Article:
Friday, May 18, 2012

TOP STORY >> At 80, still roofing and tough as nails

Leader staff writer

Tough as nails best describes 80-year-old Jacksonville roofer Richard Moore.

Moore could be seen atop First Assembly of God Church on North Elm Street for several weeks nailing new shingles on a portion of the church. Moore’s been roofing since the late 1940s, helping his father who was also a roofing contractor.

“I haven’t had a bad accident at all. I never fell off a roof.Jumped off, but not fell off,” Moore said.

Moore was born in 1931 in Inglewood, Calif. His family moved to Jacksonville in 1947 when his father was contracted to roof houses in Sunnyside.

Moore was 18 years old, attending Jacksonville High School when he was drafted into the Army during the Korean War in 1953. He entered the war as a bridge builder and ended up a baker. He earned his diploma through an ROTC training program.

When his father passed away in 1955, Richard and his late brothers, Cappy and Jim, continued the roofing business.

“Both were pretty good roofers,” Moore said.

Today, Moore has help from Lemuel Smith and Joe Champagne. Still caring about safety, Moore points out to the guys where to step and how to walk on pitched roofs.

He often asks his co-workers if they are getting overheated or need a water break from the blistering sun.

“We work till about noon, till it gets too hot,” Moore said.

“Shoveling the shingles is a pretty good job, and carrying them up the ladder is a job,” Moore said.

Moore works at a steady pace, making sure the shingles are aligned and aren’t bowed up so the wind doesn’t catch them.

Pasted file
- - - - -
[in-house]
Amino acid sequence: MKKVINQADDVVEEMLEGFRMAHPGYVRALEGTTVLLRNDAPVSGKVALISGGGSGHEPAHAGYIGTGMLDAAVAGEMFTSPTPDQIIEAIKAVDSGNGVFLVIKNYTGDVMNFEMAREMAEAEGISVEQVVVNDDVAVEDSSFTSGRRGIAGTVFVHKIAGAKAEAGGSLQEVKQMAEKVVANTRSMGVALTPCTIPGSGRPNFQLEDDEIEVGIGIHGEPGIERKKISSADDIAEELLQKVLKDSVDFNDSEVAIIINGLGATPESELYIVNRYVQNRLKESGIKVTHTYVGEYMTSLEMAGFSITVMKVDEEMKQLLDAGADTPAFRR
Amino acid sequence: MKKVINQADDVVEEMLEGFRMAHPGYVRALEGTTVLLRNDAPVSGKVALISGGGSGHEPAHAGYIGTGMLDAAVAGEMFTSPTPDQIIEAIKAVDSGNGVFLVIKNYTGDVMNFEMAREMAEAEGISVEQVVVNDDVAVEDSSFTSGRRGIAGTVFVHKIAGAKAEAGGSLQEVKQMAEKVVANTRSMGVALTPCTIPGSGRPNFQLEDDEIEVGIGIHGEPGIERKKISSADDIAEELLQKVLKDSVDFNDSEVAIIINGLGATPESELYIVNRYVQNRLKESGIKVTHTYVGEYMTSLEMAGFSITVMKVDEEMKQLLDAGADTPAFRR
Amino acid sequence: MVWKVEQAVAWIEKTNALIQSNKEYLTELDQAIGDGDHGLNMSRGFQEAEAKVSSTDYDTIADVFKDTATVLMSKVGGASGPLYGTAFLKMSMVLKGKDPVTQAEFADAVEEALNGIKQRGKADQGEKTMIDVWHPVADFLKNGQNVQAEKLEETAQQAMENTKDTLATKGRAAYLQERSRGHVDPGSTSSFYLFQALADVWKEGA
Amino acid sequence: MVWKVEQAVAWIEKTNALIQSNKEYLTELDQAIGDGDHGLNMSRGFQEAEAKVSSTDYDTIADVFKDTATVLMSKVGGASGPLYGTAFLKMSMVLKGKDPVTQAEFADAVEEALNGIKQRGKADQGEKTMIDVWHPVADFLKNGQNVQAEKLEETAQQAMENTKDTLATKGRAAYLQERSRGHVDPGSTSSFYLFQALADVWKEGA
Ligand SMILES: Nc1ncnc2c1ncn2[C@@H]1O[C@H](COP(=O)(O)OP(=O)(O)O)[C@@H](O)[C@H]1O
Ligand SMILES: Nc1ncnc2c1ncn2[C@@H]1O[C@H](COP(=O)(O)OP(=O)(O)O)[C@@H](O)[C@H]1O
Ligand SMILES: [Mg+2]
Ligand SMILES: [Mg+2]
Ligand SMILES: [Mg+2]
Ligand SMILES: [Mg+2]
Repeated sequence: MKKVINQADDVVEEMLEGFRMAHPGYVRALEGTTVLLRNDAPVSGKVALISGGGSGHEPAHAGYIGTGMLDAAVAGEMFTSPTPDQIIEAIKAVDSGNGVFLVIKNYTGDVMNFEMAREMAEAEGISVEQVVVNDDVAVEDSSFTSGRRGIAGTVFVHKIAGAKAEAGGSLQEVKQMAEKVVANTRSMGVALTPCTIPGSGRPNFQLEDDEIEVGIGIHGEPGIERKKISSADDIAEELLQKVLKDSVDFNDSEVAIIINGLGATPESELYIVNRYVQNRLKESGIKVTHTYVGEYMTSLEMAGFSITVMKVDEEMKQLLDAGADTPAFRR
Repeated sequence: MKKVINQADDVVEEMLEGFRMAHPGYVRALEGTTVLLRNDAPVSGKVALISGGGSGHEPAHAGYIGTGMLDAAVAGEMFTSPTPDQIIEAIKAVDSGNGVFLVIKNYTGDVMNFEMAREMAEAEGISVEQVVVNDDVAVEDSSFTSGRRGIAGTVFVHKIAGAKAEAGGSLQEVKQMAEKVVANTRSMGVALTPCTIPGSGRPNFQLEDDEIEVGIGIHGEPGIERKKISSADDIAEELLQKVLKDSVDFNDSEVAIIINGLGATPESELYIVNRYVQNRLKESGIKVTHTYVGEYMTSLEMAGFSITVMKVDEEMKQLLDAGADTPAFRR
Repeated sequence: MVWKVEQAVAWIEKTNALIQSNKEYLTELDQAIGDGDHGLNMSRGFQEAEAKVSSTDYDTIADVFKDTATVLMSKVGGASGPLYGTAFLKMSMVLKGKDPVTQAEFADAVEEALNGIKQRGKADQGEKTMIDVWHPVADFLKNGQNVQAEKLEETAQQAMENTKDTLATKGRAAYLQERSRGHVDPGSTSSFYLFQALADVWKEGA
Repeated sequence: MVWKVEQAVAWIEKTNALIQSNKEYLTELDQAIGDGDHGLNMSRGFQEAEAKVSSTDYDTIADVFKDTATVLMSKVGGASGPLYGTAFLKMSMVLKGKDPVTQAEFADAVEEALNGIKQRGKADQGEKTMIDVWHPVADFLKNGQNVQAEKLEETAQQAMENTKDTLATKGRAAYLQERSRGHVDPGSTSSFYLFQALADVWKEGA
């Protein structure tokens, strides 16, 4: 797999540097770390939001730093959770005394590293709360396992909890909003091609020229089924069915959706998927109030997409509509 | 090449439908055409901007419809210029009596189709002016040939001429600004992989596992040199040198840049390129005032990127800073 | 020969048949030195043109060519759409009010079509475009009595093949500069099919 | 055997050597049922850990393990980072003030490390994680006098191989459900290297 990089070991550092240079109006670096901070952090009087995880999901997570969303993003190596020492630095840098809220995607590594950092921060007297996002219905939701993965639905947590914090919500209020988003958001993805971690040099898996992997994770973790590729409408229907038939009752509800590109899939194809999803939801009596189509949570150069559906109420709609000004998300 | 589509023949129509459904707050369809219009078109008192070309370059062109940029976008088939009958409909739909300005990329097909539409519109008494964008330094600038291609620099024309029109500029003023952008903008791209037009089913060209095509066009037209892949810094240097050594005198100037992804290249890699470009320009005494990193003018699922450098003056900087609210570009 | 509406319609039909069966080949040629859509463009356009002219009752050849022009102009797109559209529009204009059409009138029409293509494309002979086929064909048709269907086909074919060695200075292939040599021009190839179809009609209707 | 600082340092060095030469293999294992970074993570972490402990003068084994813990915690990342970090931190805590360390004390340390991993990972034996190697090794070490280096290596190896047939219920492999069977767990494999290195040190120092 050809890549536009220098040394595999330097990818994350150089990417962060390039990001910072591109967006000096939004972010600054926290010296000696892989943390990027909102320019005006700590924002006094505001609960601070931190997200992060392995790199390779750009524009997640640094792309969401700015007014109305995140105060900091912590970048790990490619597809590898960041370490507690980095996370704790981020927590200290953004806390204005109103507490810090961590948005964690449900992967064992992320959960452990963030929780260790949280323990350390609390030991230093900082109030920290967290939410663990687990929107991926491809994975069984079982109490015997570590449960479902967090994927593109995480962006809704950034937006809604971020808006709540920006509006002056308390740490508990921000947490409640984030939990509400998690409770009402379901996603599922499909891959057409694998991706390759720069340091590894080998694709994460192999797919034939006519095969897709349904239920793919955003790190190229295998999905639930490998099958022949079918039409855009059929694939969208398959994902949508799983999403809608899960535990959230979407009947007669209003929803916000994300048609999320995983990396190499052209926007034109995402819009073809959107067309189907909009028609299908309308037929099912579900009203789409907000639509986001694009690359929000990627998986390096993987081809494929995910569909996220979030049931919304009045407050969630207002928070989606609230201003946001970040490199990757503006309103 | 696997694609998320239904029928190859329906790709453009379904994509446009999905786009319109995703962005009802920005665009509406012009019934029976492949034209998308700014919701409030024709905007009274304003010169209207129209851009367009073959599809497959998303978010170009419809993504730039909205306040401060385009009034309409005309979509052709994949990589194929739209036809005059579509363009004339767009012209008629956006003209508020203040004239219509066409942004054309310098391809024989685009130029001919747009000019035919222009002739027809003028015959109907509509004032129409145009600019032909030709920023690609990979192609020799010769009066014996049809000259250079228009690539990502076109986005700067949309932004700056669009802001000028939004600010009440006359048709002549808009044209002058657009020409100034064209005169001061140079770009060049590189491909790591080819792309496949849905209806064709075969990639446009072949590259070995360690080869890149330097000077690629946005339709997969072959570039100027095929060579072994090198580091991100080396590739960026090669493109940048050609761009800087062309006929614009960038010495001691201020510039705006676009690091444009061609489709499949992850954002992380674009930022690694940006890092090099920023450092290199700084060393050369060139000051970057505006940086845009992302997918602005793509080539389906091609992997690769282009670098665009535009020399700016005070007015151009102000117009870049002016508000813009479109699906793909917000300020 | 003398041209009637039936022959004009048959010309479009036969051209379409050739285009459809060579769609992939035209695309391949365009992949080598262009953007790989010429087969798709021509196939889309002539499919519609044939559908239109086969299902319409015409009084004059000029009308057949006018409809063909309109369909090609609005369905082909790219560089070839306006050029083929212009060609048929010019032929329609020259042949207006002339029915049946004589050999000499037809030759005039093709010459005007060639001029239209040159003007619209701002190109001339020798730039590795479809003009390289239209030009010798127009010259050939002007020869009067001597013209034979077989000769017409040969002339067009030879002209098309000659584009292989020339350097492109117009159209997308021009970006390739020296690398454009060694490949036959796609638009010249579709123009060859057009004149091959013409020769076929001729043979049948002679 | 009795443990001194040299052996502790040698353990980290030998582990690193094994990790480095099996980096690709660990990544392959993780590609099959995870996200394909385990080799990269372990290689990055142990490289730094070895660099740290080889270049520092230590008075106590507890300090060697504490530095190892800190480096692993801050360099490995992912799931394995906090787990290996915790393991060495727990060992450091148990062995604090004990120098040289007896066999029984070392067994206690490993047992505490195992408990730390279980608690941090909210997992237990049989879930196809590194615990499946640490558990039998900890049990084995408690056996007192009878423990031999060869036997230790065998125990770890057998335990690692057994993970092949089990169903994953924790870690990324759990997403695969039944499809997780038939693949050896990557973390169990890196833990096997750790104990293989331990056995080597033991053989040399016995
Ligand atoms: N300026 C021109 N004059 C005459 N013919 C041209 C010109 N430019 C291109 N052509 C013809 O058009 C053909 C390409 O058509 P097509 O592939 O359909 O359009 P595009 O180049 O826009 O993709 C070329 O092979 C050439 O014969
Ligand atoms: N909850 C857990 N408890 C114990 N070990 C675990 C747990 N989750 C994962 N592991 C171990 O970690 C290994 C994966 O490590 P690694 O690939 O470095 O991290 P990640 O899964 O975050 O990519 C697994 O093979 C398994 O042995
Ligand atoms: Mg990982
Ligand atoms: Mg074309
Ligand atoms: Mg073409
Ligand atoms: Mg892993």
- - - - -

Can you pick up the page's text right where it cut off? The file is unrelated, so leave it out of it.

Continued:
“If I hit a crack in the wood, I try to nail higher,” he said.

“I might have been fast at one time, but not anymore,” Moore said.

Moore is planning to retire this year. He tried to last year, but the Yellow Pages didn’t take his business number out so customers kept calling.

Moore will still climb a ladder and check on the roofs he’s installed, a number he’s lost count of.

Jacksonville Mayor Gary Fletcher, a second-generation home builder, who worked 25 years in the industry before being elected, said Moore still does roofing the old-fashioned way: By hand with a hammer.

“Richard is a true craftsman. He is an active, hard-working man,” Fletcher said .

The mayor said roofers have the toughest job in construction. They need stamina and strength to work often under intense heat and wind.

“I highly respect him. He’s salt of the earth great,” Fletcher said.

Whit Davis Lumber general manager Dan Davis said it is remarkable for Moore to be able to continue to roof at his age.

“He does a phenomenal job. He does it old-school, the right way. He’s dependable as you can be. I refer him to do repair jobs. He can find a leak. I think the world of him,” Davis said.

Davis said Moore’s hammer’s wood handle has conformed to his hand after decades of hard work.

With amazement, Davis described Moore’s hammer’s face that is worn so much from driving nails and grinding against the shingles.

Moore and his wife, Norma will be married 53 years this month. They have two sons, Richard and Don and three grandchildren, Jordan, Jared and Beth.